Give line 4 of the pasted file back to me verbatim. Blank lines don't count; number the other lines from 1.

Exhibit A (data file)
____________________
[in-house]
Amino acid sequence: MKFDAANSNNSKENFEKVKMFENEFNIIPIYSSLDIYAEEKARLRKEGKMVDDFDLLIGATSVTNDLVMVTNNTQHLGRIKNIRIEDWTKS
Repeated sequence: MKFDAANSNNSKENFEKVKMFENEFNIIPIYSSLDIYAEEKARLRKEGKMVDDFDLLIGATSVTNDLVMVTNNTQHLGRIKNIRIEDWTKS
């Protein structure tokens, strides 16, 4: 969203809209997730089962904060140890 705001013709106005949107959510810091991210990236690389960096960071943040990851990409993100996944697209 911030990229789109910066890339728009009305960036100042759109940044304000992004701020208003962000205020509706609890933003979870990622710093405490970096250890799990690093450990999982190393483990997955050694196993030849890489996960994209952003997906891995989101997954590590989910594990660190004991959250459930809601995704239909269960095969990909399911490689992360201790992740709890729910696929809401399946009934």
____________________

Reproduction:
């Protein structure tokens, strides 16, 4: 969203809209997730089962904060140890 705001013709106005949107959510810091991210990236690389960096960071943040990851990409993100996944697209 911030990229789109910066890339728009009305960036100042759109940044304000992004701020208003962000205020509706609890933003979870990622710093405490970096250890799990690093450990999982190393483990997955050694196993030849890489996960994209952003997906891995989101997954590590989910594990660190004991959250459930809601995704239909269960095969990909399911490689992360201790992740709890729910696929809401399946009934």